The second edition added two new chapters and an
elaborate appendix giving a formal and complete introduction to the natural numbers based on Peano structures. With these two chapters, important aspects of computer science are addressed, namely those that concern the programming of algorithms. Keywords for the first of these chapters are program specification and verification, Hoare-calculus, loop-invariants and program construction; the second one focuses on generic programming, which is exemplified by several graph-theoretic algorithms, thus also extending concepts of graph theory from a former chapter. The third edition finally adds solutions to all exercises except those for the new chapters, which are available online.
The presentation of the topics is always detailed and in full mathematical rigour, starting with motivating examples and naive concepts, which are
then gradually conducted to full formalization. The reader will find many topics and detailed proofs not often found in other introductory
textbooks. The book is especially valuable for those students of computer science who are interested in a rigorous mathematical foundation.
Reviewer: Dieter Riebesehl (Lüneburg)Quantifying over events in probability logic: an introduction.https://www.zbmath.org/1456.030462021-04-16T16:22:00+00:00"Speranski, Stanislav O."https://www.zbmath.org/authors/?q=ai:speranski.stanislav-oSummary: In this article we describe a bunch of \textit{probability logics with quantifiers over events}, and develop primary techniques for proving computational complexity results (in terms of \(m\)-degrees) about these logics, mainly over discrete probability spaces. Also the article contains a comparison with some other probability logics and a discussion of interesting analogies with research in the metamathematics of Boolean algebras, demonstrating a number of attractive features and intuitive advantages of the present proposal.A categorical reconstruction of quantum theory.https://www.zbmath.org/1456.180142021-04-16T16:22:00+00:00"Tull, Sean"https://www.zbmath.org/authors/?q=ai:tull.seanThis paper lies in the long-standing tradition of \textit{reconstruction theorems}. To mention a notable few, we have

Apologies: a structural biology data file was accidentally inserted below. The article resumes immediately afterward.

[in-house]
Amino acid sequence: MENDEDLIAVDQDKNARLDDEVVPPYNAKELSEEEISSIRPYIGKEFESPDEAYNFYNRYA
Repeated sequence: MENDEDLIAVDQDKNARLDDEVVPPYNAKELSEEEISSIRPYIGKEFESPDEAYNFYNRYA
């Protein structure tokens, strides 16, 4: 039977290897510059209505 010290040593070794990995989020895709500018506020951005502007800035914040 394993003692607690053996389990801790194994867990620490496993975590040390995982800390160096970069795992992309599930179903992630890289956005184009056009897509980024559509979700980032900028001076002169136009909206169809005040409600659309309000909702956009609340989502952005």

\begin{itemize}
\item The so-called \textit{Veblen-Young theorem} [\textit{O. Veblen} and \textit{J. W. Young}, Am. J. Math. 30, 347--380 (1908; JFM 39.0606.01); Bull. Sci. Math., II. Sér. 44, 105--112 (1920; JFM 47.0582.08); Projective Geometry. Vol. I. Boston and London: Ginn and Comp (1910; JFM 41.0606.06); Projective geometry. Vol. I, II. New York-Toronto-London: Blaisdell Publishing Company (1965; Zbl 0127.37604)] claims that a \textit{projective space} of dimension at least $3$ can be constructed as the projective space associated to a vector space over a division ring. Geometry of linear subspaces of a projective space or \textit{projective geometry} in short was axiomatized lattice-theoretically as finite-dimensional complemented modular lattices. \textit{G. Birkhoff} [Lattice theory. New York: American Mathematical Society (AMS) (1940; Zbl 0063.00402)] has shown that every complemented modular lattice of finite dimension is the direct product of lattices associated with projective geometries of finite dimension. \textit{J. von Neumann} [Proc. Natl. Acad. Sci. USA 22, 92--100 (1936; Zbl 0014.22307); Continuous geometry. Princeton, N.J.: Princeton University Press (1960; Zbl 0171.28003)] generalized these considerations to continuous geometry under the name of \textit{coordination theorems}.